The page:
I first made this page in the spring of 2012 as I was preparing and raising money for a missions trip. I did raise enough money and spent two weeks in the Dominican Republic in the summer of 2012. You can find out more about the work of The Trash Mountain Project and their work in the Dominican Republic here.
DON'T LEAVE THIS PAGE WITHOUT FINDING OUT:
During the summer of 2012, two of my dreams came true. I was finally able to go on a long dreamed of mission trip. I went to the Dominican Republic to a place called Trash Mountain. Teaching English as a second language had also been a dream of mine for a long time. I was able to realize that dream as part of this trip. I taught students and teachers basic English.
The work of Trash Mountain Project continues. Every year, TMP hold's a children's camp, dental clinic and health clinic in Santa Domingo, Dominican Republic. TMP has also started working with a church in the Philippines that is overseeing work at one of hundreds of trash dumps on that small island.
WATCH this informative video, STAY, to find out a little more about the trash dump community in the Philippines.
What is a Trash Mountain Trip? It is a missions trip to the 3rd world country--Dominican Republic.
Is Trash Mountain a town? No, Trash Mountain is actually a huge hill of trash. In many 3rd World countries, trash is accumulated outside the city in one or more locations. Unlike in America, the trash is not buried or burned or recycled. Families actually live among the garbage in order to survive by scavenging for trash that the individual might be able to sell or personally use for themselves or for family members.
What are the hazards of living on a trash dump? A trash dump releases methane gas. The decaying trash does not provide a healthy environment for any adult or child to work in. But these families not only work here, they live on the mountain of trash or at the bottom of the hill.
Families survive by eating the food that others throw away. Dads gather broken items to use in their shacks made of almost any material that can be hammered together. Mom's gather clothing that has been thrown away so that their children will have something to wear.
The shacks are one room. This space is usually no bigger than what American's consider a small bedroom; about 8'X8' to 10'X10'. The room or "house" is used to sleep in usually on the dirt floor for most of them. The families cook and live outside of the "house." When it rains, water runs right through their homes turning the floors to mud unless the owners are lucky enough to have concrete or stone floors. Needless to say, disease is of the norm.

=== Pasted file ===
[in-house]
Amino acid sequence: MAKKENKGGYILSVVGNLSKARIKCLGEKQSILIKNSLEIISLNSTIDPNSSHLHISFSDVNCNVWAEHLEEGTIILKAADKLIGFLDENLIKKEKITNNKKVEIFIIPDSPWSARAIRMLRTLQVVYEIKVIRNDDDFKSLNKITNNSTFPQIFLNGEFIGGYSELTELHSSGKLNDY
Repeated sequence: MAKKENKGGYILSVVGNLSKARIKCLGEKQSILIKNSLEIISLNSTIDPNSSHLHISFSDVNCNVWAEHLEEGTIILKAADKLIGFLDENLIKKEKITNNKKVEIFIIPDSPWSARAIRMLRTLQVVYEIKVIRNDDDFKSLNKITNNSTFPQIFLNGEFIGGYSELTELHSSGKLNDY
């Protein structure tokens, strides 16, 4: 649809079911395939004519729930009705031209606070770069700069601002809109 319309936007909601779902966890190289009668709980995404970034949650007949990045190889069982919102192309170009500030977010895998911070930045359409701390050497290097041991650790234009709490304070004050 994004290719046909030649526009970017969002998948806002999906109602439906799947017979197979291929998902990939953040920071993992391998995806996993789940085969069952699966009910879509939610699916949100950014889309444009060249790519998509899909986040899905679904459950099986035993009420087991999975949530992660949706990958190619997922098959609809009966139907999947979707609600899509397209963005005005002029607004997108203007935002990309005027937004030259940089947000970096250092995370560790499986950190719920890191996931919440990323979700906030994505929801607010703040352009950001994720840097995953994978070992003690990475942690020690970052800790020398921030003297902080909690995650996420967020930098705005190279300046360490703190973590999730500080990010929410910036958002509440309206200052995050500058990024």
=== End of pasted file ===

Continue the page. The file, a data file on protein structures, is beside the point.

What are the health risks for these children? The health risks include: disease, infections (hookworms and others worms), respiratory problems, sexual abuse, drug abuse, gang violence, starvation, human trafficking and AIDS. These are the main health risks to children but there are minor illnesses like dysentery from unclean water, pale skin due to exposure to methane gas, and skin rashes just to name a few.
KIDS WITH A HOPE SCHOOL is a school for the children who live around the trash mountain. The school is supported by churches in the USA that work with The Trash Mountain Project.
During the summer of 2012, I had the pleasure of working with the teachers and volunteers at this K-8th grade school. The teens from the church that I attend did a summer school with the students at KWHS. As VBS was going on with the younger students, I was able to teach some basic English to the Dominican Republic teens and some of the teachers.
If a person knows English, even if it is broken English, s/he will have a better chance of getting a job in the city. A job in the city helps the teen make enough money to be able to help move the family off the trash mountain.
In 2013, the school started a vo-tech school for young adults 14 - 18 years of age. Prior to this vo-tech training, children who attended the KIDS WITH A HOPE SCHOOL would usually quit after 6th grade in order to help work on the trash mountain to help provide food for their families. Once this happens, these children usually spend their lives raising their own families on the trash dump.
Watch these videos and hear testimonies from the work that is being done through The Trash Mountain Project.
IF YOU WOULD LIKE to participate in a Trash Mountain Trip, find out more about it at The Trash Mountain Project. Please tell others about the opportunity to go on such a trip themselves. It doesn't matter what skill someone possess-- everyone can do something!
If you have a teen that is 13 years or older, I guarantee a trip like this will change their perspective about life forever!
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